It’s April, so the voice of the man behind South Carolina’s PGA Tour event is that of someone nearing the end of a long day amid a string of long days.
The RBC Heritage Presented by Boeing is coming off of what tournament organizers say was the best tournament ever on Hilton Head Island, by every relevant metric — ticket sales, sponsorships, attendance, charitable giving. A blitz to promote the 50th tournament, a strong field headlined by World No. 1 Dustin Johnson helped push the support.
The Heritage drew 135,000 spectators in 2018 — 5,000 more fans than attended in each of the previous two years, tournament officials said.
Now almost 50 years after the first Heritage and the milestone celebration behind them, tournament director Steve Wilmot and colleagues at the Heritage Classic Foundation are looking ahead. A long-term planning meeting in May will help guide the next five years.
“To have that banner year, we can’t sit back on our laurels and sit here and look at the fact that ‘hey things are good,’” Wilmot said. “We have to continue to move forward. We don’t want a hangover from last year. We need to look for the future.”
The success last year meant a record year for the Heritage Classic Foundation, which gave $3.3 million to local and state nonprofit organizations in 2018.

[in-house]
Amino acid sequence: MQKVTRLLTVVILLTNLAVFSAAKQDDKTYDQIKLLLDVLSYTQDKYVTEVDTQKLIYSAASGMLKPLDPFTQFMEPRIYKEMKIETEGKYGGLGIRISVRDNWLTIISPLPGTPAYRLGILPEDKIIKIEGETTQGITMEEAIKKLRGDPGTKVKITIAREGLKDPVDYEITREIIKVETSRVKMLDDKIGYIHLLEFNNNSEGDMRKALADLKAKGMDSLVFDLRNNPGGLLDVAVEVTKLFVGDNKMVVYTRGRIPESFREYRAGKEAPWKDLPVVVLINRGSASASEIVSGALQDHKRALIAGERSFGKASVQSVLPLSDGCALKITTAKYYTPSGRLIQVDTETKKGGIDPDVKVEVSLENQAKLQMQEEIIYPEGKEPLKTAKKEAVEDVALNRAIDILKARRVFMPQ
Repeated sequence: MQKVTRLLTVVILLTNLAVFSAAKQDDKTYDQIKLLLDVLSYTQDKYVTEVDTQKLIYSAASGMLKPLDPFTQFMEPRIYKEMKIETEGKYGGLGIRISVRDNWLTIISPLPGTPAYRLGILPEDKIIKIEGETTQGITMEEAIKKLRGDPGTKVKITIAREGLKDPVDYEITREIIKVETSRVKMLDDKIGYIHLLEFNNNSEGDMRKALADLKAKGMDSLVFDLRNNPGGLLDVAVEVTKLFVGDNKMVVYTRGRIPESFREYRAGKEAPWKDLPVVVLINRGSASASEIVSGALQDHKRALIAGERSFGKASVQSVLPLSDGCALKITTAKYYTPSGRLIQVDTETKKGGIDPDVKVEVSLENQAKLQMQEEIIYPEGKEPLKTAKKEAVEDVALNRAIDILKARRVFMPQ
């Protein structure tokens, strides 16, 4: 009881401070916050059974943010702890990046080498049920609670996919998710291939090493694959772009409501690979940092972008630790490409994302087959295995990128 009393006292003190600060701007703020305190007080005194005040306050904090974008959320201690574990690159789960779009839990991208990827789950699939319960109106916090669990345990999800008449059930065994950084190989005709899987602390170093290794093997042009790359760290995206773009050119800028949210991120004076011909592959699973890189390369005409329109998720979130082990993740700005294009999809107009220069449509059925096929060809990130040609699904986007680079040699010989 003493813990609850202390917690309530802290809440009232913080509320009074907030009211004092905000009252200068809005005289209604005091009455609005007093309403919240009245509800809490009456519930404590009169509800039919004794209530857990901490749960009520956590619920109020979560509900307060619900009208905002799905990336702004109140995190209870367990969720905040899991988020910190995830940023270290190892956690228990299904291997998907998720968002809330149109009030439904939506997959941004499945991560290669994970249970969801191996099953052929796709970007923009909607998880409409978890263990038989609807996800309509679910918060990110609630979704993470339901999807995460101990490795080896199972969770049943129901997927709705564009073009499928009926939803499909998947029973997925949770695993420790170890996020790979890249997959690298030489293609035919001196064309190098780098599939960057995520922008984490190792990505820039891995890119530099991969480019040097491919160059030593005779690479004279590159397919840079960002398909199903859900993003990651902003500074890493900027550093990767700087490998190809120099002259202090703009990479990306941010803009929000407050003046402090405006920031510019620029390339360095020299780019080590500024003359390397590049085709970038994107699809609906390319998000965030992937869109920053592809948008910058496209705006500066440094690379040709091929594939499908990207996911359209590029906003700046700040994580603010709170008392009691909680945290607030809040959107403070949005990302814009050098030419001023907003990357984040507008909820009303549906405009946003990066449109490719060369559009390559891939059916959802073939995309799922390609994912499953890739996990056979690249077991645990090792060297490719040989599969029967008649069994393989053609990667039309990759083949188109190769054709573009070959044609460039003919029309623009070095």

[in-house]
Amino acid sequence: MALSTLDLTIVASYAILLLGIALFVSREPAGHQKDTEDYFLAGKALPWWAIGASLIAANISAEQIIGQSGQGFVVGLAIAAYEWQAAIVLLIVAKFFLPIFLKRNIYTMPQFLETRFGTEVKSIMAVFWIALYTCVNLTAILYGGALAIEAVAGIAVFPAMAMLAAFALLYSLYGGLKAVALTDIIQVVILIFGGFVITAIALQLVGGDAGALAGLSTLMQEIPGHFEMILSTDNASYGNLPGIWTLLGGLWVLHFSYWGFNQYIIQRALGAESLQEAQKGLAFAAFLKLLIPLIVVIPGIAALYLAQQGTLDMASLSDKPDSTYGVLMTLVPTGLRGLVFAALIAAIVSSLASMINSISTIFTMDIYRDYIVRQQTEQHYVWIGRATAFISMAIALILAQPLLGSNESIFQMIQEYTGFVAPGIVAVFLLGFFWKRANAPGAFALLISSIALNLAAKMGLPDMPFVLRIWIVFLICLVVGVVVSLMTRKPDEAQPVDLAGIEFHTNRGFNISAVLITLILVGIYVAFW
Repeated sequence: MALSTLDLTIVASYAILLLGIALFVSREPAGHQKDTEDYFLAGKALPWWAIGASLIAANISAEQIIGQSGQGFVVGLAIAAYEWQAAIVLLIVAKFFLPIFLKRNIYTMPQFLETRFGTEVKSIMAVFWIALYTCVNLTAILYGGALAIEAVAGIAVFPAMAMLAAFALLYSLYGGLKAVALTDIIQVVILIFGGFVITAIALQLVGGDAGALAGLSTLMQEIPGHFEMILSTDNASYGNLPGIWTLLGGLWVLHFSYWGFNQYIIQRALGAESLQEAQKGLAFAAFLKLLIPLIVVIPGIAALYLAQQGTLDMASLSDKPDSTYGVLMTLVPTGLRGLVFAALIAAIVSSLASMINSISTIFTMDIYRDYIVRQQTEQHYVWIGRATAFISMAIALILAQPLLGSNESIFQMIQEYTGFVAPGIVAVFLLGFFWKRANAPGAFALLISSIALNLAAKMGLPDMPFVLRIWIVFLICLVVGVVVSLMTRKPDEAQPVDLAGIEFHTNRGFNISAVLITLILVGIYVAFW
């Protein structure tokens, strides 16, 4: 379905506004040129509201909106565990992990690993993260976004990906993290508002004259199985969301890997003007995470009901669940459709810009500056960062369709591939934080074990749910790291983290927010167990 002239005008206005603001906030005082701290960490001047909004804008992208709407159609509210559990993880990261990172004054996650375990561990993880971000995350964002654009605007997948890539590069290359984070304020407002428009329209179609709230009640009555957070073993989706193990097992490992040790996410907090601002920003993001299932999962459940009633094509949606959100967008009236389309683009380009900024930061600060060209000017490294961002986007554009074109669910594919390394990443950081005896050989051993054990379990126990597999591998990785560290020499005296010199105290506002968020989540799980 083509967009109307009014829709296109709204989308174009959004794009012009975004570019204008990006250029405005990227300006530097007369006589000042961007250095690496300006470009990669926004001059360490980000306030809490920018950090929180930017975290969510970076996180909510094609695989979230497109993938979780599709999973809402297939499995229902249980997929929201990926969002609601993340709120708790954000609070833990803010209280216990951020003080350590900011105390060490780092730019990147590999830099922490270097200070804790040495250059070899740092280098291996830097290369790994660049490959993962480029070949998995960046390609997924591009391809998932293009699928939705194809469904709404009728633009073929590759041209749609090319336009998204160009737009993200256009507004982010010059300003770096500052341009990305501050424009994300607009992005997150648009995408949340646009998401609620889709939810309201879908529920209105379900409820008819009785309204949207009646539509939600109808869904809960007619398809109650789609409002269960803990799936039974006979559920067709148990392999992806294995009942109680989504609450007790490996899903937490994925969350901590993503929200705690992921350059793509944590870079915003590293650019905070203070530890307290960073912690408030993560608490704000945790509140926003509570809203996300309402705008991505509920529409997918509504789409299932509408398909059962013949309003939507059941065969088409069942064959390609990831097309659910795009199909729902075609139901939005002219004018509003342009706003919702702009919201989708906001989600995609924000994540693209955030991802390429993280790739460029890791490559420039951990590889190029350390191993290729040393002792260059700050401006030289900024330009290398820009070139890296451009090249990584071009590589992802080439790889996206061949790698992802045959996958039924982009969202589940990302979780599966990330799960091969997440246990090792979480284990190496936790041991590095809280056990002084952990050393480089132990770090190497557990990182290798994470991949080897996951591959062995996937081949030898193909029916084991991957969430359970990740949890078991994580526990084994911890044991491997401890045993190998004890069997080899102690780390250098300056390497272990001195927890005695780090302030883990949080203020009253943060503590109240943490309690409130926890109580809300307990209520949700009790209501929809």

Less than a decade removed from a nail-biting search for a title sponsor, RBC is locked in to help underwrite the event through 2023. Presenting sponsor Boeing is in place through 2021.
The partnership includes the probable participation of players RBC sponsors. The faces include popular past Heritage champions like Matt Kuchar, Jim Furyk, Graeme McDowell and Brandt Snedeker.
And more recently, RBC has added Johnson’s star power to the mix.
“If I look at just the facts, the strength of the field is getting stronger by the day,” said John Farrell, director of golf at Harbour Town Golf Links. “And talking to players and caddies and tournament officials — they’ve got an ear to the ground — we fully expect to have a just as exciting second 50 years as the first, if not more.”
Keeping the sponsors happy and marquee players returning is part of the long-range planning. The sponsorship scare years ago had gone beyond the 11th hour to the 12th hour, Wilmot said.
“We need to keep things fresh for RBC, need to keep things fresh for all of our partners,” Wilmot said. “...We want to keep them engaged; keep them looking at things new and different so that customer that they’re bringing back every year, it’s not stale to them.”
Success of the Heritage is tied to cooperation between the foundation, town and other local and state officials, Farrell said. The same volunteers return year after year, and families and friends meet for an event they plan for each year.
“You see eruptions of joy around the golf,” Farrell said.
Hilton Head and the recognizable Harbour Town lighthouse receive the spotlight with wall-to-wall television coverage throughout the week.
“There’s no way to measure the impact,” Heritage Classic Foundation chairman Simon Fraser told The State newspaper in February. “But it’s significant.”